Representations of Masculinity and Femininity in Miguel Street
It has been said about V.S. Naipaul's novel Miguel Street that 'One of the
recurrent themes... is the ideal of manliness' (Kelly 19). To help put into focus what
manliness is, it is important to establish a definition for masculinity as well as its
opposite, femininity. Masculinity is defined as 'Having qualities regarded as
characteristic of men and boys, as strength, vigor, boldness, etc' while femininity is
defined as 'Having qualities regarded as characteristic of women and girls, as gentleness,
weakness, delicacy, modesty, etc' (Webster). The charcters in Miguel Street have been
ingrained with the pre- conceived notions of the roles that Trinidadian society dictates for
men and women. Naipaul not only uses these notions to show the differences of the
sexes, but takes another step in telling anecdotes of characters showing their anti-
masculine and anti- feminine features. This will lead to the discovery that our definitions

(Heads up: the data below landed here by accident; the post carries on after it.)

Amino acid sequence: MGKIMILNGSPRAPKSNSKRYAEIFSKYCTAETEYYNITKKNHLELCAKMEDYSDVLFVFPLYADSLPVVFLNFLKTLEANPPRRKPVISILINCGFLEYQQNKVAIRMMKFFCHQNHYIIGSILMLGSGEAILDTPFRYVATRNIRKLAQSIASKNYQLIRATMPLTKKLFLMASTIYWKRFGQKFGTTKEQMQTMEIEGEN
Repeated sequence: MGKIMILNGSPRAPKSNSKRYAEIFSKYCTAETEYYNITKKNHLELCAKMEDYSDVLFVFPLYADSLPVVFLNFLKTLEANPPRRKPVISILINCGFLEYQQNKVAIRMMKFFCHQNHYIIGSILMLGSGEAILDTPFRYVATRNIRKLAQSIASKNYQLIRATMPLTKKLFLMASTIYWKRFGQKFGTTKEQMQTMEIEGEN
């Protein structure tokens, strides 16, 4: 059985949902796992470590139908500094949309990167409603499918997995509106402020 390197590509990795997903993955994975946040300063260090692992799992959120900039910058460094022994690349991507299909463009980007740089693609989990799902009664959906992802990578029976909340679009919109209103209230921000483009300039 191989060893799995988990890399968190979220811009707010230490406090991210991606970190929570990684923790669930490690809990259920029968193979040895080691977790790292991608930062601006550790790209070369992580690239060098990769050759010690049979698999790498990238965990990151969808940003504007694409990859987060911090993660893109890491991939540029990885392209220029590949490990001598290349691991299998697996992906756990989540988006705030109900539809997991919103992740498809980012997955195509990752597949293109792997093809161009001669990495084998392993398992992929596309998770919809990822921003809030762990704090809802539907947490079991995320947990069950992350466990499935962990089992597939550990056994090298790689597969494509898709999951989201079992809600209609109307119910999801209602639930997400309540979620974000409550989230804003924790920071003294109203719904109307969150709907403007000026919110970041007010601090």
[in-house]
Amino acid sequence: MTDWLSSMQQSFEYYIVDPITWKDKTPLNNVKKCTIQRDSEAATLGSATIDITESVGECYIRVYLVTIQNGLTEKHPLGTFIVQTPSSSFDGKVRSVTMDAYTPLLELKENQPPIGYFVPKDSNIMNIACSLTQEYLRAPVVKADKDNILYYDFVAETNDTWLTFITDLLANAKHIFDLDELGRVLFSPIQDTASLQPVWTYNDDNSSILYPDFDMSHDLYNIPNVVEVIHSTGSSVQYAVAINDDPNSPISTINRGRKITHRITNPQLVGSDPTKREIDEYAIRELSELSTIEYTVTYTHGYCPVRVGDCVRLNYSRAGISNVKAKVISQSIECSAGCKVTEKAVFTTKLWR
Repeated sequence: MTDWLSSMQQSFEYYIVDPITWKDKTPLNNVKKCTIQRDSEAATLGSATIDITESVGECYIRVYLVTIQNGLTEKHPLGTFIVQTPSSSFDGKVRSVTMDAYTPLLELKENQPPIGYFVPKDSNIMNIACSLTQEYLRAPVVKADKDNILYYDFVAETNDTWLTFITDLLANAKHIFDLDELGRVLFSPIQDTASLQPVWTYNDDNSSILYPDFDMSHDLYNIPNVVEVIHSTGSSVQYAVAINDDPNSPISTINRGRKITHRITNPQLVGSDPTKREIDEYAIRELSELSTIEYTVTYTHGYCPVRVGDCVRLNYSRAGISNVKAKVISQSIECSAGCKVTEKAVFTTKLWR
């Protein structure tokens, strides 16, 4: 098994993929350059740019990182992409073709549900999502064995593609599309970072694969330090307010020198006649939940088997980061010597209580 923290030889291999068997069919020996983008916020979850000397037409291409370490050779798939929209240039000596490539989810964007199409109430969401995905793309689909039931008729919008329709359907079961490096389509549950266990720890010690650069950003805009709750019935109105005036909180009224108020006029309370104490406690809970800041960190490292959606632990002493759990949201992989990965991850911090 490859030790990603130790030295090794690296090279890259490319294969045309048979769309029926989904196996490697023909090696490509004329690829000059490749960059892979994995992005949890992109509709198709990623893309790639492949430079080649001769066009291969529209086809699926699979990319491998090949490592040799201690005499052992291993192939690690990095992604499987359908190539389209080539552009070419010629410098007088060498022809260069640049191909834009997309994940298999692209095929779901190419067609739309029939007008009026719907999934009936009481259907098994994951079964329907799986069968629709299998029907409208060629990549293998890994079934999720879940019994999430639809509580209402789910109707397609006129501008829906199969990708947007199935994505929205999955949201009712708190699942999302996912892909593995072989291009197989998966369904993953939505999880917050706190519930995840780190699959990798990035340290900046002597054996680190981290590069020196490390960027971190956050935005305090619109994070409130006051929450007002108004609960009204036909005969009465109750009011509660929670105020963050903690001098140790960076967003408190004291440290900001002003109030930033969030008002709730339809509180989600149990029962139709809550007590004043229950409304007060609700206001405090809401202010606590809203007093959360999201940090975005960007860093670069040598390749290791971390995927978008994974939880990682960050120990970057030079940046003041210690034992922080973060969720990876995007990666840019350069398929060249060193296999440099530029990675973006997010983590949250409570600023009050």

of masculinity and femininity prove that those characteristics apply to the opposite sex in
which the women often act like men, and the men often act like women.
All of this will
be discussed through looking at both male and female characters in the book as well as
the boy narrator of the book.
Finding examples of manliness are found with great ease considering that 12 of
the 17 stories in some way deal with the theme of manliness (Thieme 24). It doesnt take
long before the first example, a carpenter named Popo, is introduced. In the chapter titled
'The Thing Without A Name' we are told that 'Popo never made any money. His wife
used to go out and work and this was easy , because they had no children. Popo said '
Women and them like work. Man not made for...